Paul Behaving Badly?!

Screen Shot 2017-03-18 at 10.47.16 AMIt’s a risk to ask if God behaves badly in the pages of the Old Testament, a question asked by David Lamb in his book God Behaving Badly, and it’s the same to ask with Mark Strauss about Jesus Behaving Badly, but there’s less risk to ask with Randy Richards and Brandon O’Brien about Paul Behaving Badly. But some get nervous here because they fear that one is getting near irreverence toward Scripture, and then the come back that Paul, after all after all after all, was not God. To affirm Scripture is not to affirm everything said or done by the people in Scripture.

We encourage you to stay with us while we investigate the case against Paul…. Some may feel we’ve been unfair to him or that we’re abusing Scripture or being irreverent. We assure you that our motives are pure. Bear with us. When it is done, we think you’ll be satisfied (9-10).

Randy and Brandon have what is typically called a “high” view of Scripture; they believe it and teach it but think the case against Paul deserves a good hard look. Which they do.

Many today love, love, love Jesus but they have problems, problems, problems with Paul. Many, thus, will welcome a hard look at Paul.

What are their problems? Here is Brandon:

I (Brandon) understand where Paul’s opponents were coming from. There was a time while I was in college that I didn’t much care for the apostle Paul. I believed his writings were Scripture, that they were true and divinely inspired, so I didn’t question whether Paul was right about the theology he propounded. But, boy, did he rub me the wrong way. He struck me as arrogant about his superior spirituality. … In the words of Paul, I heard the arrogance of a handful of church leaders I knew, each of them insisting they were “God’s man” and that their opinions were therefore divinely inspired. Disagree with me, I could easily imagine Paul saying, and you’re disagreeing with God (12).

Randy found Paul’s theology hard to comprehend, but they both come forward with this:

Matters became more complicated for each of us when, deeper into our theological studies, we discovered that there is no shortage of people who totally reject Paul’s perspective on the Christian life. We thought Paul was arrogant, but others believed he was a misogynist and that his view of women was responsible for generations of gender inequality and the patriarchal subjugation of wives and daughters. We thought he was insensitive, but others considered him a racist and antiSemite. The charge certainly seemed to stick since Christians have quoted Paul to justify their persecution of Jews and the enslavement of Africans and their descendants in America. We felt he failed to embody the meekness and gentleness of Jesus. Others claimed he had invented Christianity. Jesus went around preaching, “The kingdom of heaven is near.” Paul preached about blood and faith and resurrection. Some learned critics argued Paul’s emphasis on sin and atonement departed radically from Jesus’ simple gospel of peace and forgiveness. Not only that, they claim, but this departure from Jesus’ teaching was no accident. The preeminent Jesus scholar Albert Schweitzer wrote of Paul, “If we had to rely on Paul, we should not know that Jesus taught in parables, had delivered the Sermon on the Mount, and had taught His disciples the ‘Our Father.’ Even where they are specially relevant, Paul passes over the words of the Lord” (13-14).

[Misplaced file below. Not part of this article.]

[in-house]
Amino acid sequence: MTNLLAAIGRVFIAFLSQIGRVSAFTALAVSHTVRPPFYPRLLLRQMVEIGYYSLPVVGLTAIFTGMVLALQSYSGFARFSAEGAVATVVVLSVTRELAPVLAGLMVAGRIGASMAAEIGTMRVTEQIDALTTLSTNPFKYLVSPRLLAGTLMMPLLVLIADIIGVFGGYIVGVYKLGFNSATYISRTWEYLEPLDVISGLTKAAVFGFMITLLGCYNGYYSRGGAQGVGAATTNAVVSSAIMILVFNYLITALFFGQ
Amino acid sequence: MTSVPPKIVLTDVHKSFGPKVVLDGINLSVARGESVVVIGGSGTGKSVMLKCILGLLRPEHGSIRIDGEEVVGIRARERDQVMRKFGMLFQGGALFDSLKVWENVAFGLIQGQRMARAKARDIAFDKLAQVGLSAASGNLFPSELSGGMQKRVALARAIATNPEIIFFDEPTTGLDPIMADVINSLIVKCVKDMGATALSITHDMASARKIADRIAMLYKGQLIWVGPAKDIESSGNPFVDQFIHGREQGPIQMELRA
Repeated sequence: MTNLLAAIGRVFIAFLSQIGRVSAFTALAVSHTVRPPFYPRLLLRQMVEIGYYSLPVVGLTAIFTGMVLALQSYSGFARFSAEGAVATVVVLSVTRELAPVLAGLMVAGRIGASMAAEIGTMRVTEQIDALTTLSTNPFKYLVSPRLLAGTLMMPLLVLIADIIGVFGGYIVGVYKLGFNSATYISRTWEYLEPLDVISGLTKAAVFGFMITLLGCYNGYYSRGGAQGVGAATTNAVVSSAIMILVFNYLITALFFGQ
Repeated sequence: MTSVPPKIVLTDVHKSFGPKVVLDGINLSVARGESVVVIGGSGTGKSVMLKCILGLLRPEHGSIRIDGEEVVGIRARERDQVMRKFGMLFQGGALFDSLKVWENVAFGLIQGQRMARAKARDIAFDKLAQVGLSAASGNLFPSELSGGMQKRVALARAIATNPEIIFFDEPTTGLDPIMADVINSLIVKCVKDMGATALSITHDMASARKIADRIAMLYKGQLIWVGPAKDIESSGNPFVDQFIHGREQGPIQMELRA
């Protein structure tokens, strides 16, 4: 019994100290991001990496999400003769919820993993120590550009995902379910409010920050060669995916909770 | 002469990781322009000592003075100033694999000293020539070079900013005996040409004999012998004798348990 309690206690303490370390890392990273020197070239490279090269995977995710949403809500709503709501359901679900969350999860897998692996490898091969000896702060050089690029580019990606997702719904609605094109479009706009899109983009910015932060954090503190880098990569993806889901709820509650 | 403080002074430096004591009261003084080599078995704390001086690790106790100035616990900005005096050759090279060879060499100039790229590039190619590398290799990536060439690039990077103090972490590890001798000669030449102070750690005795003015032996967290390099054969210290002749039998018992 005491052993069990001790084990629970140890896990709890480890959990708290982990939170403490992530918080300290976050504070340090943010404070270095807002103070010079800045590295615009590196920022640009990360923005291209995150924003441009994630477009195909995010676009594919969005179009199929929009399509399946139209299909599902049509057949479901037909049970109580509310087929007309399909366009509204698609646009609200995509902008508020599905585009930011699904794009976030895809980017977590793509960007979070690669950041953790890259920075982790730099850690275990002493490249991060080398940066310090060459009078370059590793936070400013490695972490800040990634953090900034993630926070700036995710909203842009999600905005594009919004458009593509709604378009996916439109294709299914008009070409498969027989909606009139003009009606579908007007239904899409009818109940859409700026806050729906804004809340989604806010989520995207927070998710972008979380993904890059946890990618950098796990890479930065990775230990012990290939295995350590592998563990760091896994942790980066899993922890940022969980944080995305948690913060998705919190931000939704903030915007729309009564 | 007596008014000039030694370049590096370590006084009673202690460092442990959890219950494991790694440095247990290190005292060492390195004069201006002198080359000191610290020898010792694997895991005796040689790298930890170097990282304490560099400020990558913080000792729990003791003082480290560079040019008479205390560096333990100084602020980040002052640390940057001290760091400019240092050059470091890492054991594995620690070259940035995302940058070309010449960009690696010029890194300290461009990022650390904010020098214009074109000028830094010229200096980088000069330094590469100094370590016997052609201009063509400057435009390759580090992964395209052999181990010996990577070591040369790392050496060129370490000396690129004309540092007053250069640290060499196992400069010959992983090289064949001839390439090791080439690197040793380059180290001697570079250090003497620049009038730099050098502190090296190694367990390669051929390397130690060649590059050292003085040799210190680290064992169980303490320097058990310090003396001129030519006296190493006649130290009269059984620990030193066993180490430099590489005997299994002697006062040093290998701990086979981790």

The stakes are high.

We are, however, willing to admit that the charges against Paul have merit. We cannot merely harrumph and dismiss charges of immorality, misogyny and racism as trivial. So what we propose to do in the remainder of this book is to put Paul on trial as people have done for two thousand years. E Each chapter compiles the common charges against Paul—that he was rude and arrogant, a chauvinist and racist, a prude and a homophobe, a hypocrite and a twister of Scripture (15).

Reading Paul is a challenge: (1) we get his letters and not those to whom he is responding; (2) we bring to Paul our own beliefs, and (3) sometimes Paul offended his contemporaries on things we are offended by too while other times he offends us and other times he offends both us and his contemporaries. Another problem is that for some — Augustine and the Reformation are only partly responsible here — Paul is on a pedestal of almost deity.

The authors want to “humanize” Paul.

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